No charges have been laid over the sale and manufacture of contaminated pet food which killed 24 dogs and made a further 44 seriously ill with liver disease in Victoria.

Key points:

  • A joint investigation into a cluster of dog deaths linked to toxic pet food results in no prosecutions
  • Horse meat was minced into the pet food, without buyers’ knowledge
  • There are growing calls for national, mandatory regulations for pet food

A joint investigation by PrimeSafe and Agriculture Victoria found pet food manufacturing laws were not broken and there was no fault in the supply chain.

While retailers have recalled the toxic meat, authorities are concerned more dogs could die if pet owners still have the contaminated pet food in their freezers at home.

The dogs ate meat from the Maffra District Knackery in Gippsland that contained indospicine, a toxin found in the low-growing native Australian herb in the Indigofera species.

A knackery with a sign in front that reads 'Maffra Knackery'

The knackery in Gippsland that was caught up in the pet food saga.(

ABC Gippsland: Rio Davis

)

“We know that the knackery received some horses from the Northern Territory and the Northern Territory is where the plant that produces this toxin grows in abundance,” Victoria’s chief veterinary officer Dr Graeme Cooke said. 

“The risk window between the 31st of May and the 3rd of July is the important window and that is why we’re asking owners to check if they have frozen pet meat in their freezers,” Dr Cooke said.

“This is a rare and unusual event in Victoria, it’s never happened before and this is by far the most likely pathway,” Dr Cooke said.

Missing horses

A truckload of about 25 horses from the Northern Territory bound for Queensland was redirected to Victoria due to COVID lockdowns

But not all of them were processed at the knackery in Maffra and authorities are trying to determine whether the others made their way into another area of the pet food supply chain.

“To the  best of our knowledge we have no evidence of that, and we have been working with other knackeries and processors,” Dr Cooke said. 

Dr Cooke said national horse traceability standards were also being reviewed.

A group of horse run through the red desert.

Feral horses have inhabited vast areas of remote Central Australia. (

ABC News: Matthew Abbott

)

Northern Territory travelling rural vet Campbell Costello said there had been an increase in reports of neurological problems in horses caused by indospicine.

“Horses are more resistant to the liver damage affects of this plant but they are quite susceptible to the neurological problems caused by it.” he said.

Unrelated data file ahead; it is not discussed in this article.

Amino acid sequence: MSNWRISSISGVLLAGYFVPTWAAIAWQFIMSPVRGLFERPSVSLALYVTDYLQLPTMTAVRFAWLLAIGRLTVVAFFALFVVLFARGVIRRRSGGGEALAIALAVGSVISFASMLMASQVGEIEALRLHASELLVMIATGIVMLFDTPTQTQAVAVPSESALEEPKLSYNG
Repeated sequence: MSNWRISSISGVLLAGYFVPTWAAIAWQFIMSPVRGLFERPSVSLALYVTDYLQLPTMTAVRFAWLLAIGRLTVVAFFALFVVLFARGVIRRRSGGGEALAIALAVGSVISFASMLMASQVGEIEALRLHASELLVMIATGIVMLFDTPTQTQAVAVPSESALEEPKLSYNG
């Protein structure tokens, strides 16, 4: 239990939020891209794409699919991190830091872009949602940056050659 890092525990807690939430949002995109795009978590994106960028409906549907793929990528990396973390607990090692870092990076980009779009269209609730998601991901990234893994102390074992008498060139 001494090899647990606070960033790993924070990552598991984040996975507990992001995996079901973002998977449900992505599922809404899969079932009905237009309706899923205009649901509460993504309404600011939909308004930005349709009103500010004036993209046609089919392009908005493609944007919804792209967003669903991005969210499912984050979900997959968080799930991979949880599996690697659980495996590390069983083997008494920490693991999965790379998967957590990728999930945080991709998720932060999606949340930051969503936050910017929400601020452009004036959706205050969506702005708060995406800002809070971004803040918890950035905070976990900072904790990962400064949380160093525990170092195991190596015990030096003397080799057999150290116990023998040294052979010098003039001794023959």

He said that on his travels he heard stories from locals saying they had “seen an increase in bizarre neurological disease in horses and unexplainable deaths”. 

The low-growing herb responds well to rain and is tasty to livestock due to its high protein content.

“There’s no cure for this,” he said.

“Once the animal, whether it’s a dog or a horse that gets it, we can only give supportive therapies such as fluids, maybe some anti-inflammatories.

“But once the damage is done, it’s done.”

Push for pet food standards

In a statement, the Victorian Agriculture minister Mary-Anne Thomas said the government was eagerly awaiting the findings of the working group established by the Commonwealth — almost three years ago — to review the regulation of pet food.

“I have written to [federal] Minister [David] Littleproud seeking an update on the working group and to encourage a nationally consistent approach to ensuring the safety and quality of pet food,” she said. 

A dog attached to a medical drip device

This dog suffered liver disease after eating the contaminated pet food.(

Supplied: Andrew Lawrence

)

The Australian Veterinary Association (AVA) RSPCA Australia and the Pet Food Industry Association of Australia (PFIAA) have also written to Mr Littleproud calling for national regulations.

“Currently, the only standard that exists is a voluntary standard and that standard is not audited,” AVA representative Dr Sue Foster said.

“Pets are family members, the community expectation is that pet food should be regulated in exactly the same way as human food and the AVA strongly recommends that there is nationwide government regulation of pet food.

“It can’t go under the human framework, it doesn’t seem to fit under the animal welfare framework.

“And so this seems to be causing the government some concern about … who should actually be responsible in each state and territory and at a federal level,”  Dr Foster said.

Mr Littleproud said while the regulation of the domestic pet food industry was a decision for the states and territories, he shared the concerns. 

“That’s why I set up the pet food review working group,” he said. 

“The group has taken into consideration the recommendations of a Senate inquiry into the safety of pet food.”

Posted , updated 

More than 20 dead dogs, but no charges in poison pet food saga
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